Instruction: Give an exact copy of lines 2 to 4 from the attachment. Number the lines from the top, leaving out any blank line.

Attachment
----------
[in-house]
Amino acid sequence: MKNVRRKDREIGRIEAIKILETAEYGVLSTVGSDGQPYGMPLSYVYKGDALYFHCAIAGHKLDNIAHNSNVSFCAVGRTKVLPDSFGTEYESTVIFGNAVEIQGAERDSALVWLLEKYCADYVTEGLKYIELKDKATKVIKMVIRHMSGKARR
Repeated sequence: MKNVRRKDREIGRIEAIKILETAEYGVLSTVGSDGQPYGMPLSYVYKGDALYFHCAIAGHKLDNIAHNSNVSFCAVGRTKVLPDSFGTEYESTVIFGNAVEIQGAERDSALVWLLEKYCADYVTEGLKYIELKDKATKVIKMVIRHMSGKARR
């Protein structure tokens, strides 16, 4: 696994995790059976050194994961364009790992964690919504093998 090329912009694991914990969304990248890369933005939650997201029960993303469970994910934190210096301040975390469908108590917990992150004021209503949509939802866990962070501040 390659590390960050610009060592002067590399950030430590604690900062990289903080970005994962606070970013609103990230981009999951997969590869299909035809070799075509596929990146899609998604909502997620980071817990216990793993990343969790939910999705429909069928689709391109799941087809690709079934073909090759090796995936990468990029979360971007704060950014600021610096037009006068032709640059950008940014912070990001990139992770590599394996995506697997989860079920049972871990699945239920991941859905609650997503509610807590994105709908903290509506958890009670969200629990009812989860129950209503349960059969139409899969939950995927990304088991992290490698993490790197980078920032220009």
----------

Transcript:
Amino acid sequence: MKNVRRKDREIGRIEAIKILETAEYGVLSTVGSDGQPYGMPLSYVYKGDALYFHCAIAGHKLDNIAHNSNVSFCAVGRTKVLPDSFGTEYESTVIFGNAVEIQGAERDSALVWLLEKYCADYVTEGLKYIELKDKATKVIKMVIRHMSGKARR
Repeated sequence: MKNVRRKDREIGRIEAIKILETAEYGVLSTVGSDGQPYGMPLSYVYKGDALYFHCAIAGHKLDNIAHNSNVSFCAVGRTKVLPDSFGTEYESTVIFGNAVEIQGAERDSALVWLLEKYCADYVTEGLKYIELKDKATKVIKMVIRHMSGKARR
């Protein structure tokens, strides 16, 4: 696994995790059976050194994961364009790992964690919504093998 090329912009694991914990969304990248890369933005939650997201029960993303469970994910934190210096301040975390469908108590917990992150004021209503949509939802866990962070501040 390659590390960050610009060592002067590399950030430590604690900062990289903080970005994962606070970013609103990230981009999951997969590869299909035809070799075509596929990146899609998604909502997620980071817990216990793993990343969790939910999705429909069928689709391109799941087809690709079934073909090759090796995936990468990029979360971007704060950014600021610096037009006068032709640059950008940014912070990001990139992770590599394996995506697997989860079920049972871990699945239920991941859905609650997503509610807590994105709908903290509506958890009670969200629990009812989860129950209503349960059969139409899969939950995927990304088991992290490698993490790197980078920032220009």